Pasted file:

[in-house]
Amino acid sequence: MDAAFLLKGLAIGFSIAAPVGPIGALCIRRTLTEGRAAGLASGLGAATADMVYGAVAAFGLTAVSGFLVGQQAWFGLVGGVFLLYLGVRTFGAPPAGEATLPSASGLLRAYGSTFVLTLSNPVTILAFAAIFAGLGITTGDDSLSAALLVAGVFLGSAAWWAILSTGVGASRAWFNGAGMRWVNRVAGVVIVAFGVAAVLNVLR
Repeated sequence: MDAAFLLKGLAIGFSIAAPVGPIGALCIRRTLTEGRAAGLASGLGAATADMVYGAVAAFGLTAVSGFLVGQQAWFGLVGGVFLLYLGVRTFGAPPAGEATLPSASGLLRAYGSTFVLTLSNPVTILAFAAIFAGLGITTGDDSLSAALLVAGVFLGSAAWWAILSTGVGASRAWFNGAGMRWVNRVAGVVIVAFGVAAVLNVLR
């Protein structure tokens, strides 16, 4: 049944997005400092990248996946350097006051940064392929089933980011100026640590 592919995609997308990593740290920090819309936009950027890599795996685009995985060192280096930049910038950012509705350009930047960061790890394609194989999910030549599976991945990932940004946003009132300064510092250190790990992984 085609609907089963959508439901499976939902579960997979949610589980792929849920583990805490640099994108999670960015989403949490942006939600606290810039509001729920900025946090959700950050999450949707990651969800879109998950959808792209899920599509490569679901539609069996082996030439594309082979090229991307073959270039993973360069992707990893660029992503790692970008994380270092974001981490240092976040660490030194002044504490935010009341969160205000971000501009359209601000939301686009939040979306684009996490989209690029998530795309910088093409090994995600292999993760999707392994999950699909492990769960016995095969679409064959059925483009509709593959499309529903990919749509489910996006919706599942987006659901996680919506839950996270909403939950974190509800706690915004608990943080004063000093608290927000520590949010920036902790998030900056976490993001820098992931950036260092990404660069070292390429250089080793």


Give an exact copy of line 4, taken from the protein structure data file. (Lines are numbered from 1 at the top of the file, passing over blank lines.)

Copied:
């Protein structure tokens, strides 16, 4: 049944997005400092990248996946350097006051940064392929089933980011100026640590 592919995609997308990593740290920090819309936009950027890599795996685009995985060192280096930049910038950012509705350009930047960061790890394609194989999910030549599976991945990932940004946003009132300064510092250190790990992984 085609609907089963959508439901499976939902579960997979949610589980792929849920583990805490640099994108999670960015989403949490942006939600606290810039509001729920900025946090959700950050999450949707990651969800879109998950959808792209899920599509490569679901539609069996082996030439594309082979090229991307073959270039993973360069992707990893660029992503790692970008994380270092974001981490240092976040660490030194002044504490935010009341969160205000971000501009359209601000939301686009939040979306684009996490989209690029998530795309910088093409090994995600292999993760999707392994999950699909492990769960016995095969679409064959059925483009509709593959499309529903990919749509489910996006919706599942987006659901996680919506839950996270909403939950974190509800706690915004608990943080004063000093608290927000520590949010920036902790998030900056976490993001820098992931950036260092990404660069070292390429250089080793």